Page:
The Potockis are a family of the Polish aristocracy, whose involvement in vodka trade dates from 1816, when the Lancut estate (pronounced “wine-soot”) passed into the family. Lancut, located halfway between Krakow and Lvov, included Poland's second oldest distillery, founded in 1784.

Count Alfred I Potocki, an enterprising and innovative land owner, hired specialists to improve quality and increase production capacity. In 1838 he introduced liqueurs and cordials, and in 1857 Lancut obtained the special privilege of becoming a purveyor to the imperial court in Vienna.

Lancut stayed under the control of successive generations of the Potockis until 1944, when the state was confiscated by the communist regime. More than half a century later, Jan-Roman Potocki took up his forefathers’ legacy, producing a spirit expressing the full character of Polish vodka and carrying forth a proud family tradition.

Potocki Wódka today is distilled in central Poland at a small facility surrounded by fields and forests, chosen for its artisanal approach. At every step of production care is taken to privilege taste: superior quality rye is sourced from the fields surrounding the distillery, and the resulting mash is only twice distilled - as every additional run would unnecessarily strip the alcohol of its character – at low speeds to ensure balance and smoothness.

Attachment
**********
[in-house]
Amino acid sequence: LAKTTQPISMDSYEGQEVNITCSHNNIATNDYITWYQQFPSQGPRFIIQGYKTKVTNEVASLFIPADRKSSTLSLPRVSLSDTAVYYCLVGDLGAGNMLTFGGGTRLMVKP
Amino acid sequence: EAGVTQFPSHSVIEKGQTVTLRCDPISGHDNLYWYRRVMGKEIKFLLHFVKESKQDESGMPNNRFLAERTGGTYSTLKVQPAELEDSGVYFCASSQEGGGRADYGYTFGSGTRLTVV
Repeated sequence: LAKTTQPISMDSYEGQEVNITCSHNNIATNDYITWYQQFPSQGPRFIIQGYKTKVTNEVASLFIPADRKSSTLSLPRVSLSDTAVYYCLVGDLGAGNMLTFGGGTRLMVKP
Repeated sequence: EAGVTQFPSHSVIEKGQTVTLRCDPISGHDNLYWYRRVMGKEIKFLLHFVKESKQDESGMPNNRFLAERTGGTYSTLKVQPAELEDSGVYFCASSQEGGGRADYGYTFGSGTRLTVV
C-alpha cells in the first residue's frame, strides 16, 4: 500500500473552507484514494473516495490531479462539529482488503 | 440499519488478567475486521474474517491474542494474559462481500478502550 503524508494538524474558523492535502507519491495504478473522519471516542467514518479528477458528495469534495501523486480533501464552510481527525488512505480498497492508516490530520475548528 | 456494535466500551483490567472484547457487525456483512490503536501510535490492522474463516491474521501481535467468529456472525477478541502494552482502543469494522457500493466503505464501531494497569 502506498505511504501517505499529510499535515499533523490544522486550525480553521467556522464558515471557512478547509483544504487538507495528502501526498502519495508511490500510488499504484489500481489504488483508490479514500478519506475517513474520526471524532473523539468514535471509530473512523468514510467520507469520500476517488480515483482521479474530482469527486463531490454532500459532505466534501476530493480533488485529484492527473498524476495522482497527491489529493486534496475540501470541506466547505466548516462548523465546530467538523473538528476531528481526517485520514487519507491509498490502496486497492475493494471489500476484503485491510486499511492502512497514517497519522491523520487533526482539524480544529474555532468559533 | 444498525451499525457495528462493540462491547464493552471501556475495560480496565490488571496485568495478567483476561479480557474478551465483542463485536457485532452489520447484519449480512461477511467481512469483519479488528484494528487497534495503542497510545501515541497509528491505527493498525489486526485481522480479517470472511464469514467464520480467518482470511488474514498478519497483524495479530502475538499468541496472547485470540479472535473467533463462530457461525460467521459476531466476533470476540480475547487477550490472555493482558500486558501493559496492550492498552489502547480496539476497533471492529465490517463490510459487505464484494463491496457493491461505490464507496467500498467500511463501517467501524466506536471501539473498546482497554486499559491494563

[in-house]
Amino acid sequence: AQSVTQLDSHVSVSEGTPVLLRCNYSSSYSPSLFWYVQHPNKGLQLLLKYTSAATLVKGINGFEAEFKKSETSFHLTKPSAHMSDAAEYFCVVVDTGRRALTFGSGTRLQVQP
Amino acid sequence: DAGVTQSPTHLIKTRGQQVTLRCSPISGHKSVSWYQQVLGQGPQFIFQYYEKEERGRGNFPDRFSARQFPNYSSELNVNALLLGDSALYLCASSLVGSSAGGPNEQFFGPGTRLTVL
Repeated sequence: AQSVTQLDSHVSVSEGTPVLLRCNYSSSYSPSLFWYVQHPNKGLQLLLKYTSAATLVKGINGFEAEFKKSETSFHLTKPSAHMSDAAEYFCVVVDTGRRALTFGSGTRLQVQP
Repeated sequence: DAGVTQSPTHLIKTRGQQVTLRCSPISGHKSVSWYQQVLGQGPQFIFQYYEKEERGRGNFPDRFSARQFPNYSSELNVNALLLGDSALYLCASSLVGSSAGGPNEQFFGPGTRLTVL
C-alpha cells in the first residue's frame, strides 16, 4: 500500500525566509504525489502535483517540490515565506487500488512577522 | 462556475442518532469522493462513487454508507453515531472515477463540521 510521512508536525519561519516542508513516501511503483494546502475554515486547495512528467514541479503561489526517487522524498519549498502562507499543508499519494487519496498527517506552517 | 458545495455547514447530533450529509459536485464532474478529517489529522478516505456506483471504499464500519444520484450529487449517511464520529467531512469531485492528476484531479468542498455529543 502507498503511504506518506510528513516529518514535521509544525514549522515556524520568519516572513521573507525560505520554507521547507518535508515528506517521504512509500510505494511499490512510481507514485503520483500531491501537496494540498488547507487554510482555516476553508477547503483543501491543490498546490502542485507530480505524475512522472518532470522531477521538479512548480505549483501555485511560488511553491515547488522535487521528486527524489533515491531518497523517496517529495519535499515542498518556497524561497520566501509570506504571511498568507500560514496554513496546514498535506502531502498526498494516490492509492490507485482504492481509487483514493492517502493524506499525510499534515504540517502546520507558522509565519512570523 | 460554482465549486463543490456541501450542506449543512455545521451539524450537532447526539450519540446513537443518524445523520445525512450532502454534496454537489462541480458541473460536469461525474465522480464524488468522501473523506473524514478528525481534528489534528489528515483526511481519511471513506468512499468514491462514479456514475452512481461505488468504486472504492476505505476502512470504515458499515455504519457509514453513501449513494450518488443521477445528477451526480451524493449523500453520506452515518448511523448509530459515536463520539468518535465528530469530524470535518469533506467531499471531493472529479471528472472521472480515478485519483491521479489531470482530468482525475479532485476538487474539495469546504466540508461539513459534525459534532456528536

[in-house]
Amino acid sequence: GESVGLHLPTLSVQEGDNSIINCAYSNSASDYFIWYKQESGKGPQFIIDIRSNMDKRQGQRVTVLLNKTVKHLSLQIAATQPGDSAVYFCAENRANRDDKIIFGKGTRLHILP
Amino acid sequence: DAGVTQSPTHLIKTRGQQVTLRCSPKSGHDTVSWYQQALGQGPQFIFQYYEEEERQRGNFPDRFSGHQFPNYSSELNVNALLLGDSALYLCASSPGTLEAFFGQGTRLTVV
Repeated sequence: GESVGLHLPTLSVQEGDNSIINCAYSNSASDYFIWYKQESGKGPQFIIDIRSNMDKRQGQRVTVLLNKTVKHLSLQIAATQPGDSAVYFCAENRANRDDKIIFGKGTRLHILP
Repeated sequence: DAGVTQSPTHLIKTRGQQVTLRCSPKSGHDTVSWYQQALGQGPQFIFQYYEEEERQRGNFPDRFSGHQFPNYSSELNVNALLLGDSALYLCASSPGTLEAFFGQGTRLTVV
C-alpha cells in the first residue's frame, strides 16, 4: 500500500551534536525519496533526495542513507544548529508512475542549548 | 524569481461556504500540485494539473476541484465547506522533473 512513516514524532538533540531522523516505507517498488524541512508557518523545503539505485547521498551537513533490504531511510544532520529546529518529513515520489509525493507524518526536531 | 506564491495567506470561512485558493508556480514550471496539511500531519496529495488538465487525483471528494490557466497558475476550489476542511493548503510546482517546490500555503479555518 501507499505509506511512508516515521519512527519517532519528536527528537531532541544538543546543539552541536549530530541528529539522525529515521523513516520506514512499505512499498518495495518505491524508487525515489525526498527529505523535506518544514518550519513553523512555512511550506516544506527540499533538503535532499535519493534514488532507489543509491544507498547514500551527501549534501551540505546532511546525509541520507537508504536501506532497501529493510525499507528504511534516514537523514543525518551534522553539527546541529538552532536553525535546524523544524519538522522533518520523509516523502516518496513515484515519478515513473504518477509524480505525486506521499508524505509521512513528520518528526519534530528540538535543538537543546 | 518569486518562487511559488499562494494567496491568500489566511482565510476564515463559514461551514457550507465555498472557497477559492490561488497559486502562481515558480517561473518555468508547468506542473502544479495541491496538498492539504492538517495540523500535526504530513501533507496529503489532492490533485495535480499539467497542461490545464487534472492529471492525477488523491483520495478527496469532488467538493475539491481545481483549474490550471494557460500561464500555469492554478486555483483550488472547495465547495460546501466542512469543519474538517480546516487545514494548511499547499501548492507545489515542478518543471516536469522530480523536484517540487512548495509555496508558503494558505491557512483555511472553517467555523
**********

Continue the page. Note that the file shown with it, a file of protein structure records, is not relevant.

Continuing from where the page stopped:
The distillate is tasted at regular intervals before selection and the resulting pure alcohol is watered down to the required strength and tasted again by Jan-Roman Potocki and the distiller.

The vodka is left to rest for a few days and then bottled without charcoal filtration, illustrating again at this final stage the commitment to producing a high-quality spirit with an authentic and distinctive personality.

American critic F. Paul Pacult writes of "a multilayered bouquet that begs for a half hour of sniffing and evaluation", and Robert Plotkin calls it "a remarkable achievement, one worthy of top shelf treatment."



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